Where are the key paperless digital transformation opportunities?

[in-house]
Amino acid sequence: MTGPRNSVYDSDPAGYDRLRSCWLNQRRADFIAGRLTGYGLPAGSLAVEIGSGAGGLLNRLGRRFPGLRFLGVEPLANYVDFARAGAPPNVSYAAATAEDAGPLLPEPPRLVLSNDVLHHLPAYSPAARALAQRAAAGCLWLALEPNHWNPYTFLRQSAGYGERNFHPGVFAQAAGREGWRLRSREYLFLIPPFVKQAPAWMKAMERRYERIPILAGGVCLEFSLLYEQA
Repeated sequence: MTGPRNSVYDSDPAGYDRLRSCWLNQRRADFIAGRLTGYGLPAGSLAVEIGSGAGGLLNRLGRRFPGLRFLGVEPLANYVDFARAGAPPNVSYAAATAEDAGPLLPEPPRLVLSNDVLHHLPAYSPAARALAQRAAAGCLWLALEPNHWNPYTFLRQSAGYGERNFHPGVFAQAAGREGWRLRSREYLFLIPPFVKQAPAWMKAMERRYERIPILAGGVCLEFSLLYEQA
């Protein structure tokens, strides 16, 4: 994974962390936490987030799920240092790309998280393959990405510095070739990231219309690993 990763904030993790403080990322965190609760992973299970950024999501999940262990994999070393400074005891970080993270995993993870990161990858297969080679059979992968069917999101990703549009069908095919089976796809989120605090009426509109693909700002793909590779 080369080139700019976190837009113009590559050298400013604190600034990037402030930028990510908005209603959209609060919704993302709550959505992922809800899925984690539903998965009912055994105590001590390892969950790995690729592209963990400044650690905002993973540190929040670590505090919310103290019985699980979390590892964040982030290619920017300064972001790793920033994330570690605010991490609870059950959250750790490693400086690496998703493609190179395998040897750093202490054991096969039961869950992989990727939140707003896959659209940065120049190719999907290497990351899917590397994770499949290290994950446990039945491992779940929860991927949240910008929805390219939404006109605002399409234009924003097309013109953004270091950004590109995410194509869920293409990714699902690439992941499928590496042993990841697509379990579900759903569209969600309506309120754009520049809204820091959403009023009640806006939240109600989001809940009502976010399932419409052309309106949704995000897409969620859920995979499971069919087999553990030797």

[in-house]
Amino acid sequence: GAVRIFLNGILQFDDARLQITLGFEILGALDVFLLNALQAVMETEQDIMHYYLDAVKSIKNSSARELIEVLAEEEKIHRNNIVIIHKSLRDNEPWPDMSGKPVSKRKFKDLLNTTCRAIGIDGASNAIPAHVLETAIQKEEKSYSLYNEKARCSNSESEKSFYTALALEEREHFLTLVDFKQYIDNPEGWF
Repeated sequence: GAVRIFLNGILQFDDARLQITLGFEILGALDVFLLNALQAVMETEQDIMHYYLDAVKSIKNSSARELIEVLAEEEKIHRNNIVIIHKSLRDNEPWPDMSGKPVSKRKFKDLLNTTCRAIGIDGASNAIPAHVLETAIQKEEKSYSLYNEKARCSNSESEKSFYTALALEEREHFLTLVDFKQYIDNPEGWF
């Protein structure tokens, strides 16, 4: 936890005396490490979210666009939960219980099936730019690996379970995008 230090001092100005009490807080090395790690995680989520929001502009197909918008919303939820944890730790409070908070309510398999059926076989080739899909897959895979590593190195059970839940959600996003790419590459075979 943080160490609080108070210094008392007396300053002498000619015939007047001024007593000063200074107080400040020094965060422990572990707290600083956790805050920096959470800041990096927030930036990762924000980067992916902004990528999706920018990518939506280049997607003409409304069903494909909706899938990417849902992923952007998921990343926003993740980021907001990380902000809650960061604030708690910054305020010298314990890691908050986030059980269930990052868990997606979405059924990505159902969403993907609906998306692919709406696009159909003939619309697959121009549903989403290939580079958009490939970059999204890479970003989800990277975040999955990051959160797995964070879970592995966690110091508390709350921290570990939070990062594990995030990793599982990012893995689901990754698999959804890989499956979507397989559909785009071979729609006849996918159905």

This is the second of three posts on the theme -- CFOs and Finance Directors: Neglected Players in the Drive for Digital Transformation. The first post was HERE. The core point of the three posts is the financial process automation creates a value stream in two directions. It is a proven source of cost reduction for companies looking for marginal but sustaining competitive advantage, something that Finance Directors can use to "manage up" in their organizations in making the case for resources to drive financial process automation, which is the focus of this post. Financial process automation also creates the foundation for sound analytics and business intelligence, a priority of great concern to the C-Suite, which will be the focus of the third post. The American Productivity and Quality Center notes that cost reduction is the key business driver for 43% of financial improvement initiatives. Let's think about the role that content and more effective management of unstructured information plays in delivering upon this promise. The Harvard Business Review (https://hbr.org/2010/05/when-youve-got-to-cut-costs-now) notes the importance of permanent process change in the drive to cut costs, and automating the capture component of processes is a key part of insuring the permanence of change. “Often, internal administrative processes become frozen—despite the fact that, over time, they may cease to be efficient or effective. Asking questions in four areas can help you understand whether this has occurred in your department and whether you can cut expenses accordingly: Reduced business requirements. How have the business requirements evolved since you last fundamentally redesigned the process? Perhaps the need for certain data has diminished or disappeared altogether. How would you design the process differently today, to meet today’s needs? Manual processes. Where do you use people to process forms or information repetitively, rather than do it electronically, with little or no human intervention? Exceptions to the norm. Do the routine 90% of items cost much less to handle than the exceptional 10%? What would it take to do away with the exceptional ones? At a large health insurer, we found that a 'clean' claim cost 80% less to process than one that required special handling. By redesigning its claim forms and eliminating exceptions that did not matter, the client saved more than half the cost of exceptions. Timing. Could you save money by shifting the time of day, week, or month that you undertake certain tasks? For example, how about doing the work when activity in your department is otherwise slow? Could it be done more efficiently in batches? Is there a real penalty attached to being available online for fewer hours of the day? Could tasks be completed more efficiently if they were not tackled on a first-in, first-out basis?” Financial processes have three key characteristics that make them a prime candidate for cost reduction efforts: 1) They represent significant cost to the organization; 2) They are characterized by wide variation in performance; and 3) They are typically very paper intensive. Consider this data from the American Productivity and Quality Center (http://www.apqc.org). and consider what this means in actual dollars: Let’s break this down a bit. There are five core processes characteristic of just about any finance department: Accounts Payable Accounts Receivable Financial Close Process Procurement & Purchasing Vendor Management What do these have in common? They are all: 1) document-intensive; and 2) must integrate with your broader financial and/or ERP (Enterprise Resource Planning Systems). Your ability to automate them and reduce cost – your key to moving from a bottom performing finance organization to a top performing one – rests on putting in place a common document management infrastructure for all of them. Financial process Document challenges Accounts payable Automation cannot occur without strategy to capture documents that arrive from multiple locations and in widely varying formats Accounts receivable Disconnected and manual contracts, billing, sales order, and dispute resolution processes Financial close process Endless, frantic and manual end-of-month spreadsheet reconciliation Procurement and purchasing Manual purchase order processes disconnected with finance and ERP systems Vendor management Manual vendor onboarding No central view of relationships with key business partners Most organizations have not applied the lessons from the digital mailroom to their core financial processes. According to an AIIM unreleased survey of 290 finance executives, there are still many green field transformation opportunities in you core financial processes. Some would argue that most organizations automated their financial processes long ago. Perhaps on the data side, but not on the content and unstructured information side. When we asked, “What is paper usage in the following processes?” here are the percentages answering, “% answering “A lot of documents are processed as paper documents”: Accounts receivable = 38% Financial close process = 40% Accounts payable = 39% Procurement and purchasing = 32% Vendor management = 32% Consider the differences in cost structure associated with invoice processing in top performing vs. bottom performing companies (source: http://cdn.cfo.com/content/uploads/2015/06/Driscoll-June.png): Information Capture is a proven first step in digitizing information and improving financial processes. According to AIIM’s Paperfree Progress: Measuring Outcomes, 72% agree – “Business at the speed of paper will be unacceptable in a few years’ time.” Financial process automation has been one of the bread and butter content management applications for years. But I think these initiatives need to be viewed not only through the prism of cost reduction, but also in terms of how back-end process automation and efficiency are now Digital Transformation table stakes. In a world in which customers and suppliers are being drawn further and further into our organizations, no smooth and beautiful front end customer experience can compensate for weak supporting processes that are inevitably the next step in a customer experience. Finance Directors need to understand this critical linkage and use it to "manage up" in their organizations in making the case for resources to drive financial process automation. ----- Free white paper -- 4 Facts Savvy CFOs Must Know about Business Process Transformation